I was going to write a short ditty about how Target's new ad campaign for its Levi jeans brand Denizen "did" diversity in an organic, almost natural, urban way as opposed to the staid and forced 90s way (as I saw recently on an infuriating trip to Target in Northgate (for the '10s) and as still seen at most Baskin Robbins joints on a big poster//on BK Kids Burger King happy-meal-equivalent bags(for the '90s))...but WHOOPS!
So then am I hopeful for these millenium teens, or wary that online, Target is less diverse than it is offline? Isn't online-ness the true measure of reality nowadays?
ps. I was about to complain about the lack of any female of color in BK Kids, but according to Wikipedia an Asian female was added..in the 2000s!
pps. i have limited HTML knowledge so here is a pic/description of her
Furthermore, the brand sells in places where exclusively or almost exclusively brown/yellow people reside (At first I thought that the negative connotations of the etymology of the brand had to do with the fact that the brand was supposed to be more "street" and thus diverse, but the negativity is not mentioned on its website):
"Launched in Asia in 2010, dENiZEN™ was created by the people who invented jeans.
The dENiZEN™ name means 'inhabitant' – belonging to a community of family and friends. Denim is in the name, the heart of the brand.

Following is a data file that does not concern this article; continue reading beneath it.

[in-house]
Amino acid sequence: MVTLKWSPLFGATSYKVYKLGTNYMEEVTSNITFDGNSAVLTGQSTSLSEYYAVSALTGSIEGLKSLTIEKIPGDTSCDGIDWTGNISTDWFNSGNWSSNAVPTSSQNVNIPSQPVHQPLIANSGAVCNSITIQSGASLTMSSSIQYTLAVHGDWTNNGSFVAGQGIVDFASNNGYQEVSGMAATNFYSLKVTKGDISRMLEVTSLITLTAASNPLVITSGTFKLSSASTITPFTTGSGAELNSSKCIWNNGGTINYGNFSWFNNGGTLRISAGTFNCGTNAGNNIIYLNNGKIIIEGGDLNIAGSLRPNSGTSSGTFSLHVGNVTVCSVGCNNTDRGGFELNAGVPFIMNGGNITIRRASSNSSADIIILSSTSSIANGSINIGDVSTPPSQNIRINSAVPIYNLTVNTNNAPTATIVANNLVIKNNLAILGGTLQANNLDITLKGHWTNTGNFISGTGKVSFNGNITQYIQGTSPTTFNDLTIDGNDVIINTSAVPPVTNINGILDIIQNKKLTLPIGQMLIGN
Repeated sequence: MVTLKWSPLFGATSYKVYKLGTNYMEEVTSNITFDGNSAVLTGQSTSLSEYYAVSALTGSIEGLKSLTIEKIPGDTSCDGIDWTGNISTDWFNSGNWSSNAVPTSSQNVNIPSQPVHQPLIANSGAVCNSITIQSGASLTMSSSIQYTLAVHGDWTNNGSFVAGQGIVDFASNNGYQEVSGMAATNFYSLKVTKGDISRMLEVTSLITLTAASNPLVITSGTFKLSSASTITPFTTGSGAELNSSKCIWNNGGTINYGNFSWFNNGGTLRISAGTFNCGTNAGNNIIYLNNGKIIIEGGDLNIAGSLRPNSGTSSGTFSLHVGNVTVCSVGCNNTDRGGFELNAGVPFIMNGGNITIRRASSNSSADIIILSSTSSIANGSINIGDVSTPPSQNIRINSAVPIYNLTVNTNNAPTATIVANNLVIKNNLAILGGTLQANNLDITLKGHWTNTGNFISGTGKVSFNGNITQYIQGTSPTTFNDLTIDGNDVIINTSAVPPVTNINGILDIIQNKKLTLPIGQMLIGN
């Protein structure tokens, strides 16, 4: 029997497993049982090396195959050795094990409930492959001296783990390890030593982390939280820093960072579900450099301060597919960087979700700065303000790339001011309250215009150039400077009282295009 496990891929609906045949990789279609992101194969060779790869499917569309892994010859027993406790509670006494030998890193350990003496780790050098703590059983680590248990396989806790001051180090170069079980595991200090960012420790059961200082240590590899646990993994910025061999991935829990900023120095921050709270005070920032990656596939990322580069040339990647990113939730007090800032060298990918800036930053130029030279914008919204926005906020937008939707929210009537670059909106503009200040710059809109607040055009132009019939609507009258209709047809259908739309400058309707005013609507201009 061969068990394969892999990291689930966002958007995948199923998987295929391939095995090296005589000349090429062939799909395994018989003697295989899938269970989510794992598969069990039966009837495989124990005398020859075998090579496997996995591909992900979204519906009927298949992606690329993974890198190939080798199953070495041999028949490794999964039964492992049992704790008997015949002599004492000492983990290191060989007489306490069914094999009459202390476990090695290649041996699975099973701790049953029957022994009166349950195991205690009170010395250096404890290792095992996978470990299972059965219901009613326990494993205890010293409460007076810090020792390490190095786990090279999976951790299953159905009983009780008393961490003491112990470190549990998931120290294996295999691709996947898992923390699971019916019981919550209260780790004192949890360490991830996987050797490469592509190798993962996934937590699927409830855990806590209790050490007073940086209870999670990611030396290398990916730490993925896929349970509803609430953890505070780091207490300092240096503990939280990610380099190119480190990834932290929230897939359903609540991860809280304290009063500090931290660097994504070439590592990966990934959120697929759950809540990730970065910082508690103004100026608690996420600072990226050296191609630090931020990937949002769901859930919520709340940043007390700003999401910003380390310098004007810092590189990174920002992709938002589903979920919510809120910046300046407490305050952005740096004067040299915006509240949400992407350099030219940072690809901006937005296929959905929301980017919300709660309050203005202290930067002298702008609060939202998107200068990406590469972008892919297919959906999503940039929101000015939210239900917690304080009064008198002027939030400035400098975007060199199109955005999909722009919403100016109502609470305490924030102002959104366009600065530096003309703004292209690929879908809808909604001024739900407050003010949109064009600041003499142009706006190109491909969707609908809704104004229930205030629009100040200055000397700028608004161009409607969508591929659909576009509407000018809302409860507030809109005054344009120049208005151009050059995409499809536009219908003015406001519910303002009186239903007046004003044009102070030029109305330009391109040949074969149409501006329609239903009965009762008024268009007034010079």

The dENiZEN™ brand is currently available in China, India, Mexico, Pakistan, Singapore and the United States."
Also it appears from Levi's "Culture" webpage, the staff includes a diverse peoples, and "they" are okay with advertising that here:
Where's the disconnect here? Who is making these marketing decisions, and who do I ask to get my peoples behind the scenes represented in the front of scenes? Or are we too ugly, decision makers (Are these decision makers self-hating yellow folks?)?
This reminds me of the fact that Sex in the City takes place in New York City, the most diverse place, what, ever? and includes four white ladies as the main characters and therefore is not very representative of the City it purports to portray.
Anyway my point is, marketing people, stop making me feel unwelcome/unbeautiful/invisible and maybe I'll consider buying from you since you care to pretend you care. Maybe. Thanks Burger King, but uh, no thanks. Maybe when you include some other ladies of color..twenty years ago. I have this consolation regarding The Man: "Unhappy with your riches cuz you're piss-poor morally"